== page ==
Maple Leaf Financial provides a specialist service dealing with life assurance and mis sold investments and pensions products.

We have provided this financial Investment Glossary for easy reference and research into Investments. This investments Terminology page is specifically aimed at the UK investments market but does include US terminology and European terminology where appropriate.

Use the arrows to expand each section to reveal Investment Terminolgy for that Alpahbetical letter, we have left A expanded to start your research.


Financial Investments Glossary &  Terminology


Absolute Return

The term absolute return refers to the amount of profit a given asset realizes over a certain amount of time. To figure out this number, a company must account for appreciation and depreciation for the asset. Unlike relative return, absolute return only looks at how much the asset is making instead of any other measure. Absolute return funds are intended to make positive returns in bear and bull markets. Index tracking funds will attempt to outperform the index they are tracking.

Actively Hedged Funds

Actively Hedged Funds can include money invested in fixed interest, money market or equities instruments. Managers of the fund can speculate using hedging techniques like open contracts or speculate within the derivatives market.


This refers to the selection risk, otherwise known as the residual risk, in a fund as related to a benchmark. If it is a positive alpha, the investor is gaining an additional return. An alpha of 0.5 would indicate the fund beat the benchmark by 0.3 percent. If the alpha is -0.6, it means that the fund’s return was ultimately 0.6 percent less than the benchmark.

Alternative Assets

Alternative Assets may include timber, private real estate, commodities, non-venture private equity, managed funds, oil and gas partnerships, hedge funds, event arbitrage, venture capital, distressed securities and general arbitrage.

American Stock Exchange

After the New York Stock Exchange (NYSE), the American Stock Exchange (AMEX) is the second largest in the rules. Since its listing rules are less strict than the New York Stock Exchange, the American Stock Exchange includes more stocks and bonds from smaller businesses. Originally, the AMEX was an alternative to the New York Stock Exchange. Brokers would meet outside of the NYSE on the street curb to trade companies that were too small to be listed on the NYSE. This location caused AMEX to be nicknamed “the Curb”. Over time, this market developed enough to have its own trading floor. On occasion, the Amex may trade in interest rate options and index options. Since 1998, it has been owned the by NASDAQ although the AMEX still operates separately.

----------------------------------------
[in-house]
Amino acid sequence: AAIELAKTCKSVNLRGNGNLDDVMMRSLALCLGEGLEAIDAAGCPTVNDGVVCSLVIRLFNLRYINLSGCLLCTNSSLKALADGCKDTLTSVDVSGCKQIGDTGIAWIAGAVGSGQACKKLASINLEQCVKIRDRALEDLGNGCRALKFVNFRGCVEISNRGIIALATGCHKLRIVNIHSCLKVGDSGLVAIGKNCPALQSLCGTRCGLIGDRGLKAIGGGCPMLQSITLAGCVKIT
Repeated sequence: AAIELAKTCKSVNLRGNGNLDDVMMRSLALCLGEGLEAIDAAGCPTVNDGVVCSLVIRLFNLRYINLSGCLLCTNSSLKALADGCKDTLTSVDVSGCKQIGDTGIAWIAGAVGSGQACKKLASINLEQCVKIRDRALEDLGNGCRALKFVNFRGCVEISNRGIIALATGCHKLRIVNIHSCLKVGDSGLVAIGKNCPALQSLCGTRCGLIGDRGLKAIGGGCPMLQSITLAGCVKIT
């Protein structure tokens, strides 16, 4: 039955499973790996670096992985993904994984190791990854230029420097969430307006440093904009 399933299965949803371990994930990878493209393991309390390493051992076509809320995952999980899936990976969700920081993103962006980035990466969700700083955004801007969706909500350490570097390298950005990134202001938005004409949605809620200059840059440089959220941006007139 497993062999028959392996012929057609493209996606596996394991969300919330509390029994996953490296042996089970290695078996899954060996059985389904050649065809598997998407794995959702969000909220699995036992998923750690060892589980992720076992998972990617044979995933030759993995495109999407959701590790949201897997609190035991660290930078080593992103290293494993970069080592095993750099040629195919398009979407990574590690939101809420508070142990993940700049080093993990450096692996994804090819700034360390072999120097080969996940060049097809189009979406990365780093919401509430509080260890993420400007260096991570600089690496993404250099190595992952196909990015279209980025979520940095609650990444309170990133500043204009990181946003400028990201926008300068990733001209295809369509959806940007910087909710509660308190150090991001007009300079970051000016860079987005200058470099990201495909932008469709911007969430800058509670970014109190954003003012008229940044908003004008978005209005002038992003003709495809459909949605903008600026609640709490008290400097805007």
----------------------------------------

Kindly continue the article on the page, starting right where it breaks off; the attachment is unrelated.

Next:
Annual Percentage Rate (APR)

The APR was created as a way to stop lenders from advertising low rates while hiding fees. It is intended to show the entire cost of the loan. This figure will often include the origination fee, interest costs and any insurance costs.


An arbitrage is a financial strategy is that intends to profit off a price differential believed to exist between similar or correlated instruments in another market. Generally, an instrument in one market will be purchased while it will be sold in another market.

Asset Allocation

This term refers to how an investment fund is allocated among a variety of assets. These assets may include things like hedge funds, real estate, cash equivalents, fixed income investments, precious metals, stock, managed futures funds, and collectibles.

Average Monthly Gain

This number is created by adding all of the profitable months of the fund together and averaging them out.

Average Monthly Loss

The average monthly loss is the average of every month where the fund operated at a loss.

Average Monthly Return

To find the average monthly return, funds average out the money the fund made every month.


[expand]Basis Point

Often abbreviated to bps, a basis point is one one-hundredth of a percent and is the smallest a stock can gain or lose.

Bear/ Bear Market

A bear is a common label for an investor who believes that the financial markets will decline at any given time. If a market maker holds a short position, the term may also apply. A bear market refers to any market where overall prices are dropping during an extended period of time.


Sometime called a Barometer stock, a bellwether is an individual stock or bond that is thought to indicate the overall performance of the market.


Beta refers to a coefficient that calculates the relative volatility of a fund in any market index. A fund that has a beta of lower than 1.0 is considered less volatile while a fund higher than 1.0 is considered more volatile. If the beta is at 1.0, it shows that the stock is keeping pace with the underlying index.

Bid Price